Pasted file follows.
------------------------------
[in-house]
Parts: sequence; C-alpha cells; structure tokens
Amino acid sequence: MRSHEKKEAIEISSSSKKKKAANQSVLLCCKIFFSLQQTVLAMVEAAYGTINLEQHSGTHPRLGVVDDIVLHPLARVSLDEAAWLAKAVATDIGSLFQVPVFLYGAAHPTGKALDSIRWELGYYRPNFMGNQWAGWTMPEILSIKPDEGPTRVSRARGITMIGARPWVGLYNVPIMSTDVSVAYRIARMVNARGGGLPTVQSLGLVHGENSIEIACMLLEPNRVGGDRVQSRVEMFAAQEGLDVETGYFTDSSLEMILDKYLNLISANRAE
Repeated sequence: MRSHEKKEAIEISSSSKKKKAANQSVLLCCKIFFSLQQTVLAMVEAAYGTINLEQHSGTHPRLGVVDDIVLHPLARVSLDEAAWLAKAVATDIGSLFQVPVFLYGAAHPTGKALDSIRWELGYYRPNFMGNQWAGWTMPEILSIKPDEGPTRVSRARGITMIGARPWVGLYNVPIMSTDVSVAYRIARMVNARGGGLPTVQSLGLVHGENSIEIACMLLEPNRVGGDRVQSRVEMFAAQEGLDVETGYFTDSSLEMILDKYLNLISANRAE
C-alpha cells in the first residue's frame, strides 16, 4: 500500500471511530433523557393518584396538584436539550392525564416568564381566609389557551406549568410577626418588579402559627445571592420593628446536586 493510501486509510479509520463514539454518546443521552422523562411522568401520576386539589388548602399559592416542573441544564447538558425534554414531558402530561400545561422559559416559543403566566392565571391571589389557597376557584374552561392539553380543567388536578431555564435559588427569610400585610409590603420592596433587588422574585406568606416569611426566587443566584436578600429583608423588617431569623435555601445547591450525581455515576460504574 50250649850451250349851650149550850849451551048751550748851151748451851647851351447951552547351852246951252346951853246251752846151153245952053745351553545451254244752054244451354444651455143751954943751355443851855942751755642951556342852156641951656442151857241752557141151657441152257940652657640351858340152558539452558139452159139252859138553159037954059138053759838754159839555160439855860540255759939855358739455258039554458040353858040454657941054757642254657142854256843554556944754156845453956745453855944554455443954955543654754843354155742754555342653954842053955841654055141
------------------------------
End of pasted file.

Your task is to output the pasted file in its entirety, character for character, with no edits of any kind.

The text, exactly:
[in-house]
Parts: sequence; C-alpha cells; structure tokens
Amino acid sequence: MRSHEKKEAIEISSSSKKKKAANQSVLLCCKIFFSLQQTVLAMVEAAYGTINLEQHSGTHPRLGVVDDIVLHPLARVSLDEAAWLAKAVATDIGSLFQVPVFLYGAAHPTGKALDSIRWELGYYRPNFMGNQWAGWTMPEILSIKPDEGPTRVSRARGITMIGARPWVGLYNVPIMSTDVSVAYRIARMVNARGGGLPTVQSLGLVHGENSIEIACMLLEPNRVGGDRVQSRVEMFAAQEGLDVETGYFTDSSLEMILDKYLNLISANRAE
Repeated sequence: MRSHEKKEAIEISSSSKKKKAANQSVLLCCKIFFSLQQTVLAMVEAAYGTINLEQHSGTHPRLGVVDDIVLHPLARVSLDEAAWLAKAVATDIGSLFQVPVFLYGAAHPTGKALDSIRWELGYYRPNFMGNQWAGWTMPEILSIKPDEGPTRVSRARGITMIGARPWVGLYNVPIMSTDVSVAYRIARMVNARGGGLPTVQSLGLVHGENSIEIACMLLEPNRVGGDRVQSRVEMFAAQEGLDVETGYFTDSSLEMILDKYLNLISANRAE
C-alpha cells in the first residue's frame, strides 16, 4: 500500500471511530433523557393518584396538584436539550392525564416568564381566609389557551406549568410577626418588579402559627445571592420593628446536586 493510501486509510479509520463514539454518546443521552422523562411522568401520576386539589388548602399559592416542573441544564447538558425534554414531558402530561400545561422559559416559543403566566392565571391571589389557597376557584374552561392539553380543567388536578431555564435559588427569610400585610409590603420592596433587588422574585406568606416569611426566587443566584436578600429583608423588617431569623435555601445547591450525581455515576460504574 50250649850451250349851650149550850849451551048751550748851151748451851647851351447951552547351852246951252346951853246251752846151153245952053745351553545451254244752054244451354444651455143751954943751355443851855942751755642951556342852156641951656442151857241752557141151657441152257940652657640351858340152558539452558139452159139252859138553159037954059138053759838754159839555160439855860540255759939855358739455258039554458040353858040454657941054757642254657142854256843554556944754156845453956745453855944554455443954955543654754843354155742754555342653954842053955841654055141